This article originally appeared on The Huffington Post website here.
As host of the weekly, nationally syndicated radio program "Day 1," I work with a diverse array of church leaders from the mainline denominations. Most are pastors or seminary professors, but occasionally we have a layperson as our featured speaker.
Recently I was privileged to record one rather well known layperson: former President Jimmy Carter.
Early on a recent Friday morning, our crew set up video and audio equipment in a meeting room at The Carter Center in Atlanta. We had been allocated a very brief window in the former president's jam-packed schedule, between a major policy meeting and a magazine photo shoot.
Former President Carter couldn't have been more cordial and professional as he presented his address, and while answering my interview questions about how faith has influenced his life as a politician and as a humanitarian.
In his message, which will be broadcast Sept. 12 over our 200-station network, President Carter had this to say:
All people of faith who take the Bible seriously -- both the New Testament and the Hebrew text -- very much agree that God's heart is with the poor and the vulnerable. Jesus proclaimed at the beginning of his early ministry that he had come to "bring good news to the poor." The Bible includes several thousand verses on the poor and on God's response to injustice.
This eminent Sunday school teacher (he still teaches two or three Sundays a month at Maranatha Baptist Church in Plains, Georgia) is the special capstone speaker for our "Day 1" series on "Faith & Global Hunger." The first four episodes in the series aired on consecutive Sundays from June 13-July 4 (for transcripts, audio, and video of the series, visit http://hunger.day1.org/).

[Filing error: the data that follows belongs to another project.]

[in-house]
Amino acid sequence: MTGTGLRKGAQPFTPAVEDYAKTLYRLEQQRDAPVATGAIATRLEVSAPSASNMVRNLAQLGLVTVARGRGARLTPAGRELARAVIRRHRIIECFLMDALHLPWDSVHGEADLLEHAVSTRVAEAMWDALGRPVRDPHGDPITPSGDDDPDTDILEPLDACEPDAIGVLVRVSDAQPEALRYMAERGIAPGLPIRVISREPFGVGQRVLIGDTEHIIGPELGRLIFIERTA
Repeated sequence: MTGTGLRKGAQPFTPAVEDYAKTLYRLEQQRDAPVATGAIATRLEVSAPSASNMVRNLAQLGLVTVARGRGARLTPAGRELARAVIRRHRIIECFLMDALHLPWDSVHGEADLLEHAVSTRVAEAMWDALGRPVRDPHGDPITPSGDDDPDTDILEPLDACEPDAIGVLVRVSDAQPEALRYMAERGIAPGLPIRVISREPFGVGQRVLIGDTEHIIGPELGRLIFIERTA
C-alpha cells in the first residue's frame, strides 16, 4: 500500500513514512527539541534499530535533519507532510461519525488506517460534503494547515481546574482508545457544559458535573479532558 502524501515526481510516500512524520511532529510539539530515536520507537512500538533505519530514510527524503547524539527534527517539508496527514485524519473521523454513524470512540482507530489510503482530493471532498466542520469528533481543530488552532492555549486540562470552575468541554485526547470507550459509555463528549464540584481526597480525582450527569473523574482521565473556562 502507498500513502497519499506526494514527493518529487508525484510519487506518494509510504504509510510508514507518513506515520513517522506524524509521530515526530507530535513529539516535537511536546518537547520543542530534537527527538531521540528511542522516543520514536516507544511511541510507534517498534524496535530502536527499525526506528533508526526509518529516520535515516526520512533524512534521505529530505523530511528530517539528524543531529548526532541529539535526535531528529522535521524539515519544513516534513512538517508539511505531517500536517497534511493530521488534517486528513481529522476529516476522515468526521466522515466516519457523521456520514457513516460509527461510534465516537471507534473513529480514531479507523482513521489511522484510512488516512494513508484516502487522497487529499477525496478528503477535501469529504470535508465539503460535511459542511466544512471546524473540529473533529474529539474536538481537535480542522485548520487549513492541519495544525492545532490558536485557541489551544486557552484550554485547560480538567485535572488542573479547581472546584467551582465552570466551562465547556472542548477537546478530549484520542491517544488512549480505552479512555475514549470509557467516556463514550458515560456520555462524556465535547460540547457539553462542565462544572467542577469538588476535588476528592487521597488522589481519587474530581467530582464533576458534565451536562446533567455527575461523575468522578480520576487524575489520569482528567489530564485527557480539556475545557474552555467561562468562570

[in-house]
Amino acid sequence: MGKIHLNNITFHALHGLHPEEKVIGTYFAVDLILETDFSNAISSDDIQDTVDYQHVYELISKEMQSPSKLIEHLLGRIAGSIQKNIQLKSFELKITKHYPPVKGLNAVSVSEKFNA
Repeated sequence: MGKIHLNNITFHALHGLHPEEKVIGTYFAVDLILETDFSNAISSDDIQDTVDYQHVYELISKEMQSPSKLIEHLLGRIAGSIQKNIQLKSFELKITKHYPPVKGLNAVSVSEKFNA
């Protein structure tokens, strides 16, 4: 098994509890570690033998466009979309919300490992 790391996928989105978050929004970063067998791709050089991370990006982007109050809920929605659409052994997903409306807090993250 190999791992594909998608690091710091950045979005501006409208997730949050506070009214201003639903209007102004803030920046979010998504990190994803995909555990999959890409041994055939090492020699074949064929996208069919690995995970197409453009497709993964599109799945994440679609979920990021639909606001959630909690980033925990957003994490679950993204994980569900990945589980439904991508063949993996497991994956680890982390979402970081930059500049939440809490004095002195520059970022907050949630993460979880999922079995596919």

This series features notable church leaders discussing the issue of global poverty and how the United Nations' Millennium Development Goals (MDGs) can address that issue.
Hodding Carter, journalist, author, and professor of leadership and public policy at the University of North Carolina at Chapel Hill, was assistant secretary of state for public affairs and state department spokesman under President Carter. Hodding Carter spoke in his message "Who Is My Neighbor?" about the scope of the problem of world hunger today.
Ours is a world of extraordinary abundance conjoined with abject poverty. It is an abundance of such magnitude that it could easily feed all those who share earth's air and water and land. On this there is no real argument. The responsibility for making good on these [Millennium Development] Goals, for ending hunger and poverty, rests with governments, legally speaking. The real responsibility is ours, arising from the answer to all the familiar questions: Who is my neighbor? Am I my neighbor's keeper?